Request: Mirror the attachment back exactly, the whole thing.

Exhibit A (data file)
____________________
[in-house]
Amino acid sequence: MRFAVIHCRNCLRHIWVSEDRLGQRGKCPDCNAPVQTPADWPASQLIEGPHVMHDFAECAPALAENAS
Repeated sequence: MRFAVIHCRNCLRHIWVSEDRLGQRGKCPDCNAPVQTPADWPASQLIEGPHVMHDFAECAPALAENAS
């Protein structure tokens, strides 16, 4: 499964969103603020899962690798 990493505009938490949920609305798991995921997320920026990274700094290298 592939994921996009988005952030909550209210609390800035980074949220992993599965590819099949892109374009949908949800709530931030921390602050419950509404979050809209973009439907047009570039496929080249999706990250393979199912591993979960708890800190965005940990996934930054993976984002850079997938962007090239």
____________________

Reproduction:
[in-house]
Amino acid sequence: MRFAVIHCRNCLRHIWVSEDRLGQRGKCPDCNAPVQTPADWPASQLIEGPHVMHDFAECAPALAENAS
Repeated sequence: MRFAVIHCRNCLRHIWVSEDRLGQRGKCPDCNAPVQTPADWPASQLIEGPHVMHDFAECAPALAENAS
């Protein structure tokens, strides 16, 4: 499964969103603020899962690798 990493505009938490949920609305798991995921997320920026990274700094290298 592939994921996009988005952030909550209210609390800035980074949220992993599965590819099949892109374009949908949800709530931030921390602050419950509404979050809209973009439907047009570039496929080249999706990250393979199912591993979960708890800190965005940990996934930054993976984002850079997938962007090239």